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Heroes

Watch the Great Barrier Reef come to life in this breathtaking video.

The Great Barrier Reef is gorgeous — and vital to our planet.

That feeling when you see something so mind-boggling cool it's difficult to believe it actually exists?

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Like, exits in the real world and not a James Cameron movie?


Yeah, I'm feeling that pretty hard right now.

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This isn't footage taken from outer space or a Hollywood studio.

It was captured in Australia's Great Barrier Reef by the (brilliant) team at BioQuest Studios.

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You can check out their amazing video, "Slow Life," below.

The Great Barrier Reef is unlike any other in the world.

Comprised of more than 3,000 smaller reef systems and hundreds of islands, the Great Barrier Reef is the largest reef in the world. It covers over 1,400 miles! That's more than the distance between New York City and Miami, Florida, FYI.

The reef is the only living thing visible from space.

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National Geographic explains perfectly why it's truly such an amazing sight to see:

The most riveting sight of all — and the main reason for World Heritage status — is the vast expanse of coral, from staghorn stalks and wave-smoothed plates to mitt-shaped boulders draped with nubby brown corals as leathery as saddles. Soft corals top hard ones, algae and sponges paint the rocks, and every crevice is a creature's home. The biology, like the reef, transforms from the north—where the reef began—to the south. The shifting menagerie is unmatched in the world.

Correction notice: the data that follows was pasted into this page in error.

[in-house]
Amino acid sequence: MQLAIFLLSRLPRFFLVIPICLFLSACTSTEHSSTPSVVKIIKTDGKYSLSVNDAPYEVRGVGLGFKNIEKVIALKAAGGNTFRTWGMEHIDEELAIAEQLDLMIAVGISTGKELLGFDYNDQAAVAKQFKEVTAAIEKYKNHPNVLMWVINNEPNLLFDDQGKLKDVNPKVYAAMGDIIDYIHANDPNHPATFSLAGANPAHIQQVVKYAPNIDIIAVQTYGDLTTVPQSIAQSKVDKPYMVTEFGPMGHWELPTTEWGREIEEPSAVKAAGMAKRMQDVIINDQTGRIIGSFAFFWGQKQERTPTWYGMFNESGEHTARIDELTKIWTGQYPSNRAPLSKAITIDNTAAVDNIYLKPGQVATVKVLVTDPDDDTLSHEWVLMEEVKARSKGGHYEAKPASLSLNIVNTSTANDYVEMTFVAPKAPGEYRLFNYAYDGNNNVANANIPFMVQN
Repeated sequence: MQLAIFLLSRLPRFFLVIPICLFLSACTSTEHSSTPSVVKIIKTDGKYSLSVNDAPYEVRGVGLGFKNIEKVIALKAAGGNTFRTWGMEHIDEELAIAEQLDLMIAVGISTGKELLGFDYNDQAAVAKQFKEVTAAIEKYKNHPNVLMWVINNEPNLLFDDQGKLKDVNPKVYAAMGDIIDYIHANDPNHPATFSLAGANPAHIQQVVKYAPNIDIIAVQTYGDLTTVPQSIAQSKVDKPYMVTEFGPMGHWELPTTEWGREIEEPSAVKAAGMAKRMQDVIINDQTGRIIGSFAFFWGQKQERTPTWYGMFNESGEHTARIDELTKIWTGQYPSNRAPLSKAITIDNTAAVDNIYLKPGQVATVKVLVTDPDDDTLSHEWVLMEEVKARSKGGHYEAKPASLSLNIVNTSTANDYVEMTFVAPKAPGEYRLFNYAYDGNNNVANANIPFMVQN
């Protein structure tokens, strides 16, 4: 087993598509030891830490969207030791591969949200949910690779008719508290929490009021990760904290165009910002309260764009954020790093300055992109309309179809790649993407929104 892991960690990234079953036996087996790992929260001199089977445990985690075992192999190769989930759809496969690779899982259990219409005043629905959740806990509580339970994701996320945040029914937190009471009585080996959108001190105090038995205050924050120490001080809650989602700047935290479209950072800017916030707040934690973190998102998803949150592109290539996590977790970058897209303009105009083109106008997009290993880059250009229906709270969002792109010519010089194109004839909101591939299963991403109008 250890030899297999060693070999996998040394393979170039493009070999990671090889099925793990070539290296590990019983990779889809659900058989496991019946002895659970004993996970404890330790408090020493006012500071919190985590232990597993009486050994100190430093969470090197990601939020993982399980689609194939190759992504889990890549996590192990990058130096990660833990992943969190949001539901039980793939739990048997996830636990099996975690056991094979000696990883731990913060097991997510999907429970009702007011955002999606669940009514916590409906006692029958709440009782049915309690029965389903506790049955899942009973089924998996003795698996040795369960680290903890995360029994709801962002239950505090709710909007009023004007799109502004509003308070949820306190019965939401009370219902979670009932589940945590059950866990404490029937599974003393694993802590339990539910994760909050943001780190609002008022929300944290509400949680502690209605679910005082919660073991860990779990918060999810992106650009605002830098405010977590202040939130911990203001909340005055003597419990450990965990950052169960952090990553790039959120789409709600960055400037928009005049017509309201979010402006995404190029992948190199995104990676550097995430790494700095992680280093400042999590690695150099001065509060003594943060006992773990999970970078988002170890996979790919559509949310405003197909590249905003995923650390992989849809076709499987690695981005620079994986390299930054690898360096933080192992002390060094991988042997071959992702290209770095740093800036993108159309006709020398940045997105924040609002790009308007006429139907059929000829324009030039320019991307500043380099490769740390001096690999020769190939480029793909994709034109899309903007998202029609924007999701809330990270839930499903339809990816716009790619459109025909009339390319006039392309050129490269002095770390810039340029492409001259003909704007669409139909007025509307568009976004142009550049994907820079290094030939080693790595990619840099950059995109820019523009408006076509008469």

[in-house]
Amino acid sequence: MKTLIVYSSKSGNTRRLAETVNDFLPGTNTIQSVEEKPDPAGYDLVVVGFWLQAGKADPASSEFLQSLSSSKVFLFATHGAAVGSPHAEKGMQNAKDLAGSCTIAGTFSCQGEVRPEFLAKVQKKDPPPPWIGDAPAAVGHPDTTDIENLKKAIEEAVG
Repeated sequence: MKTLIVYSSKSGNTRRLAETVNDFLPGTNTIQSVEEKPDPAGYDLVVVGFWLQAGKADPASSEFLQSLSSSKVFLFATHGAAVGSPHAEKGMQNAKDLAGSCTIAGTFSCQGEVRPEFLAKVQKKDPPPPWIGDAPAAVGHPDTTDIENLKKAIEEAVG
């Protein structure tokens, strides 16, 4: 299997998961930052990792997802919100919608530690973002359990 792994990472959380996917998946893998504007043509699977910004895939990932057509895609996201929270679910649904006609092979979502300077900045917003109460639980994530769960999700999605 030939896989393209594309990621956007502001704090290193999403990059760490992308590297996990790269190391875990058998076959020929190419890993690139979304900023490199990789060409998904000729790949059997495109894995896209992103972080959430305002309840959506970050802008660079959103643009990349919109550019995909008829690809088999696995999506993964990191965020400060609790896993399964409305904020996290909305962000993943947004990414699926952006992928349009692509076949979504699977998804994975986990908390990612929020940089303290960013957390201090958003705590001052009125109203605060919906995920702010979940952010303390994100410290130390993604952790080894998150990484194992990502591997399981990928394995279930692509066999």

The Great Barrier Reef is more than just beautiful, though — it's home to an absurd amount of species.

And that's all the more reason to fight for its protection.

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The Great Barrier Reef hosts 1,800 species of fish, 125 types of sharks, and 5,000 various mollusks, according to National Geographic. The outlet perfectly described how that — although


The reef's sheer diversity is part of what makes it great. It hosts 5,000 types of mollusks, 1,800 species of fish, 125 kinds of sharks, and innumerable miniature organisms. But the most riveting sight of all—and the main reason for World Heritage status—is the vast expanse of coral, from staghorn stalks and wave-smoothed plates to mitt-shaped boulders draped with nubby brown corals as leathery as saddles. Soft corals top hard ones, algae and sponges paint the rocks, and every crevice is a creature's home. The biology, like the reef, transforms from the north—where the reef began—to the south. The shifting menagerie is unmatched in the world.


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[vimeo_embed //player.vimeo.com/video/88829079?title=0&byline=0&portrait=0 expand=1]
via Chewy

Adorable Dexter and his new chew toy. Thanks Chewy Claus.

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Every holiday season, millions of kids send letters asking for everything from a new bike to a pony. Some even make altruistic requests such as peace on Earth or helping struggling families around the holidays.

But wouldn’t the holiday season be even more magical if our pets had their wishes granted, too? That’s why Chewy Claus is stepping up to spread holiday cheer to America’s pets.